It was a world of want, of need, yet everything was for sale. Everything had a price.
And the price of love was too high. No one could afford it.
Who would invest in another mouth to feed? Who would want to have to back up the words “in sickness and in health” when sickness was far more likely than health? When poorer was far more likely than richer? When a little body heat wasn’t worth the cost of sharing food?
Love was for sale in the Zone, but only on a short-term basis. And everyone knew it.
The moans coming from the baggage claim were as mechanical as Zack’s, produced on command in exchange for a ration chit. There was no love in the Zone. There were only attempts to recreate the past, to feel a lost love for just a moment, and to forget the present, to retreat to a world with clean sheets the night before and clean hair, a shower and a toilet, and fresh-brewed coffee the morning after. And everyone indulged themselves in the fantasy while hating themselves for it. It was not love, and it was not sex; it was desperation.
Even Father Tutumbo. He knew it. He saw the faces and he heard the moans and he saw through them all. He knew. He hadn’t been asked to perform a wedding or a baptism in months. He knew before he even asked Krezner. He asked anyway. As far as the doctor knew, none of the Zone’s two hundred and ninety-four women had been pregnant in the past seven months. The last two pregnancies in the zone had ended in miscarriage. The doctor suggested that may have been a function of poor nutrition or stress, but Joseph knew. There were no secrets in Hancock: No one wanted to bring forth a child into a zombie-infested world. They were actively taking steps to sabotage God’s will. Zack was not only making the world Hell, he was preventing people from getting to Heaven.
He also knew that he would never get them to marry from his pulpit. His sermons were politely ignored. He gave them anyway and people came on Sundays, listened politely, and returned to their lives unchanged. Religious dogma was the domain of the well-fed, he knew. They came for the companionship, but not for the marching orders. He was not from Central New York, but he was not stupid. He knew there were many ways to do God’s work. Threats of damnation would not work on people who were living it.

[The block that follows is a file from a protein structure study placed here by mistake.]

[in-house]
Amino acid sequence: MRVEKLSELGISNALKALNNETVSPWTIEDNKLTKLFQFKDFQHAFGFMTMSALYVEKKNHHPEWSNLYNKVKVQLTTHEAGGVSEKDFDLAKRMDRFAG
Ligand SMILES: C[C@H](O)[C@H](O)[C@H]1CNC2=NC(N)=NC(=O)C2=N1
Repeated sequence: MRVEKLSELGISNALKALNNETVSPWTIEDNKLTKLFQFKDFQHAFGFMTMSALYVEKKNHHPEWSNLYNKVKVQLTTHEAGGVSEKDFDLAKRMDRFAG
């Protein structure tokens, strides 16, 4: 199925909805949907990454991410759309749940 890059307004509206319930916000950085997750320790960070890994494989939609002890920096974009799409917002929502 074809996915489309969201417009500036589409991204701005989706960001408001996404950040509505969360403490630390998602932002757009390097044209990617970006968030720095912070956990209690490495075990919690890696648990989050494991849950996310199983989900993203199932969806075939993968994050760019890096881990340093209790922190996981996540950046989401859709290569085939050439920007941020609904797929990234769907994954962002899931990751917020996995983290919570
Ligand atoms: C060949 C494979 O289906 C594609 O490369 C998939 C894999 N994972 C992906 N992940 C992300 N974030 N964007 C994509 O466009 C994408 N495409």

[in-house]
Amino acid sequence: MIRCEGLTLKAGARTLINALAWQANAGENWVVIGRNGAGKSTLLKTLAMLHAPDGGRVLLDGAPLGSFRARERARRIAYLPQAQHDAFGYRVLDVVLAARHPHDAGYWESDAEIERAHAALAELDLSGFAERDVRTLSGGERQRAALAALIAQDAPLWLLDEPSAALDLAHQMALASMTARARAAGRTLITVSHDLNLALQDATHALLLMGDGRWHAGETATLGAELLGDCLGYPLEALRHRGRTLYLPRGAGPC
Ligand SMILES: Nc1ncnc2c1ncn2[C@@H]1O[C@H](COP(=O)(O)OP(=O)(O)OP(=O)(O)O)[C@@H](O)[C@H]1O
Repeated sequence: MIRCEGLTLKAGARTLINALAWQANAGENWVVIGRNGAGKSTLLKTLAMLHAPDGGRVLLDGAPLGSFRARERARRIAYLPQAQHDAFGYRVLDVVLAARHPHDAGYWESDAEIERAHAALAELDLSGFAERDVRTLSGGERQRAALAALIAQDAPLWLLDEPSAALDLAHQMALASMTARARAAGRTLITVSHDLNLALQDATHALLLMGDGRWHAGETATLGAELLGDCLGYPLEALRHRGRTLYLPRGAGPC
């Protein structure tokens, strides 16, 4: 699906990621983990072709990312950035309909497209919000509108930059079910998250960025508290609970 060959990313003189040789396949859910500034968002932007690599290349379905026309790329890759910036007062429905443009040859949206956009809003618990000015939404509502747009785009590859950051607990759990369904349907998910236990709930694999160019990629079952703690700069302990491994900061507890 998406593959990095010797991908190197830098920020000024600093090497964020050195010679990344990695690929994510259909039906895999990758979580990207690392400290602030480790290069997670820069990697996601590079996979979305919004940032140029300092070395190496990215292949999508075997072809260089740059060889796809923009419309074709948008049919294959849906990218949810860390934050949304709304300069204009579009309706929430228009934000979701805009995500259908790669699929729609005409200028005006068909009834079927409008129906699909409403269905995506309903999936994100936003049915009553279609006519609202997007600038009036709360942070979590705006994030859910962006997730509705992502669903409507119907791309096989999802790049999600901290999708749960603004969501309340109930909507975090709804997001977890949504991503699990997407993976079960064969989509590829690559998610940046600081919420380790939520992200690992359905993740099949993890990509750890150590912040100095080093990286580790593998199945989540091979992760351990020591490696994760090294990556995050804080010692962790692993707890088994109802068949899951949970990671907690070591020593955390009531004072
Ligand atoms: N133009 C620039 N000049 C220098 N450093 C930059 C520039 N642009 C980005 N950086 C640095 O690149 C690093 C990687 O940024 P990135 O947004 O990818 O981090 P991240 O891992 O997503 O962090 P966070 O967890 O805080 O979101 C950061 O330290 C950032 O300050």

Arranged marriages weren’t unheard of in his country. He knew that Americans would never accept such a vulgar proposition, placing economics above love. But even Americans were people. And there was self-interest he could appeal to. God would get what He wanted. So would they. He knew his plan could work, because his plan was God’s plan.
He started with Clipboard. Clipboard liked data. Clipboard took it to Brooks and Slater. They made it happen.
Ten rooms in the hotel would be reserved for newlyweds. They would get a minimum of three months in their private quarters. If no one else had married by the beginning of the next quarter, they could keep the rooms as long as they stayed together. The first in rooms would be the first out. Meaker agreed to serve as enforcer.
The priest knew people would cheat. He knew marriages of convenience would spring up in mid-December in order to secure the rooms for January through April. He didn’t care. It would all work out in the end. Love and marriage was always an economic decision–a calculation of risks and rewards. He would just tip the scales back toward a little bit of permanence. Weddings would have to be performed by him at the chapel, just to make them official. It was the only condition he attached.
Love would still be rented in the Blue Zone. But now at least, it might also be leased.
Father Tutumbo performed his first christening in the Zone thirteen months, two weeks, and four days after telling Clipboard about his plan. Six hundred and fifty-one people turned out to welcome Alexander Benjamin Kimmell into their filthy, hungry, desperate world with the implied promise to protect him from filth, hunger, and desperation.
And Father Tutumbo, without knowing to whom anymore, gave thanks.